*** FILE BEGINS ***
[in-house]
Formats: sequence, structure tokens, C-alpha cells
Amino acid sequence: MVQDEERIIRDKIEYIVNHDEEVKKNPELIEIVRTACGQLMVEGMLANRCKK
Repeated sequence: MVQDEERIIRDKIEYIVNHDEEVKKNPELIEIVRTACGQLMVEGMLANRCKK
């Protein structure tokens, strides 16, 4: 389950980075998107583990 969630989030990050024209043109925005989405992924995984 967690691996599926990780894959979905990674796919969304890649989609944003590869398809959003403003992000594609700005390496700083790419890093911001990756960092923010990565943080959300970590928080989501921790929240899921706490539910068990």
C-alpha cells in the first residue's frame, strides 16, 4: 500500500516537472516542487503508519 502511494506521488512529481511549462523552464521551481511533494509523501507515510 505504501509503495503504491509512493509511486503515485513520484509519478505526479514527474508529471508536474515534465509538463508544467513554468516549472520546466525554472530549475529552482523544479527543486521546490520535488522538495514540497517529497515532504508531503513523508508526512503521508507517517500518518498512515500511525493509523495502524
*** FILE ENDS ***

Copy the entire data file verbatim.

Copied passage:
[in-house]
Formats: sequence, structure tokens, C-alpha cells
Amino acid sequence: MVQDEERIIRDKIEYIVNHDEEVKKNPELIEIVRTACGQLMVEGMLANRCKK
Repeated sequence: MVQDEERIIRDKIEYIVNHDEEVKKNPELIEIVRTACGQLMVEGMLANRCKK
């Protein structure tokens, strides 16, 4: 389950980075998107583990 969630989030990050024209043109925005989405992924995984 967690691996599926990780894959979905990674796919969304890649989609944003590869398809959003403003992000594609700005390496700083790419890093911001990756960092923010990565943080959300970590928080989501921790929240899921706490539910068990």
C-alpha cells in the first residue's frame, strides 16, 4: 500500500516537472516542487503508519 502511494506521488512529481511549462523552464521551481511533494509523501507515510 505504501509503495503504491509512493509511486503515485513520484509519478505526479514527474508529471508536474515534465509538463508544467513554468516549472520546466525554472530549475529552482523544479527543486521546490520535488522538495514540497517529497515532504508531503513523508508526512503521508507517517500518518498512515500511525493509523495502524